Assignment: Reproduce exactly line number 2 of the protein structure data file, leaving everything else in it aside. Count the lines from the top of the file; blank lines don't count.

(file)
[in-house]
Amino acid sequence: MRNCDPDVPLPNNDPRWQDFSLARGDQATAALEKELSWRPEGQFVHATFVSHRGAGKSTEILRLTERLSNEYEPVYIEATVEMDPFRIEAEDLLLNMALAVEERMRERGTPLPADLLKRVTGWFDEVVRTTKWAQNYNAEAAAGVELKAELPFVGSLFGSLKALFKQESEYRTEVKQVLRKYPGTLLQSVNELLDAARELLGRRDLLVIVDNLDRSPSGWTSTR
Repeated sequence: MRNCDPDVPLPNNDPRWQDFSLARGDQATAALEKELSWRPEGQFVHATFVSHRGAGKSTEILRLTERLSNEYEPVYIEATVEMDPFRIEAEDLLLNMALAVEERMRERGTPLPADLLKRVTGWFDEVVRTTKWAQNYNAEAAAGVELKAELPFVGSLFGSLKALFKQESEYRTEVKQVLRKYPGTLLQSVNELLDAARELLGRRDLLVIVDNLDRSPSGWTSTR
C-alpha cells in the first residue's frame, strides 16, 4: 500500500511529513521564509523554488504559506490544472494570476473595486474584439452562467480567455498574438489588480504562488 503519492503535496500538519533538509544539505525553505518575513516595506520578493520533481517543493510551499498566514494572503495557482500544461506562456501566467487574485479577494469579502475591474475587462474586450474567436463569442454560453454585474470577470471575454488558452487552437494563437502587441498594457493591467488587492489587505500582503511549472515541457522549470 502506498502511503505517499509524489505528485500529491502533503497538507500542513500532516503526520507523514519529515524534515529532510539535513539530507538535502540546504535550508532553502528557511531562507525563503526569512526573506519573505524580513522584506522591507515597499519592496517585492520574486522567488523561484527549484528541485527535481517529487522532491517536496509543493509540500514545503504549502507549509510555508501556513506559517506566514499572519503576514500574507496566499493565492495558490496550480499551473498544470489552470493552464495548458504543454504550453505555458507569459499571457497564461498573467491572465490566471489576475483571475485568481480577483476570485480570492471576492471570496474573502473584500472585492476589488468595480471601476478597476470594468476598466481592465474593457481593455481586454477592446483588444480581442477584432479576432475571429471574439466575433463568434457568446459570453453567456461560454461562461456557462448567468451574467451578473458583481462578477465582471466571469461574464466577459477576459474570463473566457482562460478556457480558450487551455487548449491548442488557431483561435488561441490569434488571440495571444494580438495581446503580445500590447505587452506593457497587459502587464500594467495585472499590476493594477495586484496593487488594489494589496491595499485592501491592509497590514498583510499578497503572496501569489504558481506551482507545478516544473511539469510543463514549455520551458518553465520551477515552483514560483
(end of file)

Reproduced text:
Amino acid sequence: MRNCDPDVPLPNNDPRWQDFSLARGDQATAALEKELSWRPEGQFVHATFVSHRGAGKSTEILRLTERLSNEYEPVYIEATVEMDPFRIEAEDLLLNMALAVEERMRERGTPLPADLLKRVTGWFDEVVRTTKWAQNYNAEAAAGVELKAELPFVGSLFGSLKALFKQESEYRTEVKQVLRKYPGTLLQSVNELLDAARELLGRRDLLVIVDNLDRSPSGWTSTR